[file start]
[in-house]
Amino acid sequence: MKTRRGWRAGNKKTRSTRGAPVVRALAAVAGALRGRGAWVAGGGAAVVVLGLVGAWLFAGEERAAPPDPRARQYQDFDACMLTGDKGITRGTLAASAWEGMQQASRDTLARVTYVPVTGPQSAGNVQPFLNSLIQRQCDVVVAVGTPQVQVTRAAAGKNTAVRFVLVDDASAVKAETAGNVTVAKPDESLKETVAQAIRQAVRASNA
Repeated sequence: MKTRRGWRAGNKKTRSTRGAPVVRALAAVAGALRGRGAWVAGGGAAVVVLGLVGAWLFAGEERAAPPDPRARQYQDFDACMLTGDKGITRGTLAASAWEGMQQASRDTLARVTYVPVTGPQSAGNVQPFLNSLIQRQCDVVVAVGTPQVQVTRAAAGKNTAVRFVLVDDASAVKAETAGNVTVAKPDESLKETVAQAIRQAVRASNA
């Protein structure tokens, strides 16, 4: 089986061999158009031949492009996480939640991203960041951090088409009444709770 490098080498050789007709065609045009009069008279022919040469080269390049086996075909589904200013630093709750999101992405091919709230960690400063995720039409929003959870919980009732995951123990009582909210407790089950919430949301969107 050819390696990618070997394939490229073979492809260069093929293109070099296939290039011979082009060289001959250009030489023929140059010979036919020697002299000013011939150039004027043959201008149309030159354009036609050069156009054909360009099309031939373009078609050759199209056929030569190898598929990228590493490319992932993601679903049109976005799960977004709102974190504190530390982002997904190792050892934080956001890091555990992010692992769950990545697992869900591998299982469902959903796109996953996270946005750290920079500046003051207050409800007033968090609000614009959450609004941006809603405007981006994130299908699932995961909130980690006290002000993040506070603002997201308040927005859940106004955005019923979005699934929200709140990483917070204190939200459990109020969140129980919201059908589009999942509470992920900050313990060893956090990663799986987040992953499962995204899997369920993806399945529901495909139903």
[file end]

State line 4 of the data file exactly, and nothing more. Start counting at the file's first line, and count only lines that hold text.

């Protein structure tokens, strides 16, 4: 089986061999158009031949492009996480939640991203960041951090088409009444709770 490098080498050789007709065609045009009069008279022919040469080269390049086996075909589904200013630093709750999101992405091919709230960690400063995720039409929003959870919980009732995951123990009582909210407790089950919430949301969107 050819390696990618070997394939490229073979492809260069093929293109070099296939290039011979082009060289001959250009030489023929140059010979036919020697002299000013011939150039004027043959201008149309030159354009036609050069156009054909360009099309031939373009078609050759199209056929030569190898598929990228590493490319992932993601679903049109976005799960977004709102974190504190530390982002997904190792050892934080956001890091555990992010692992769950990545697992869900591998299982469902959903796109996953996270946005750290920079500046003051207050409800007033968090609000614009959450609004941006809603405007981006994130299908699932995961909130980690006290002000993040506070603002997201308040927005859940106004955005019923979005699934929200709140990483917070204190939200459990109020969140129980919201059908589009999942509470992920900050313990060893956090990663799986987040992953499962995204899997369920993806399945529901495909139903």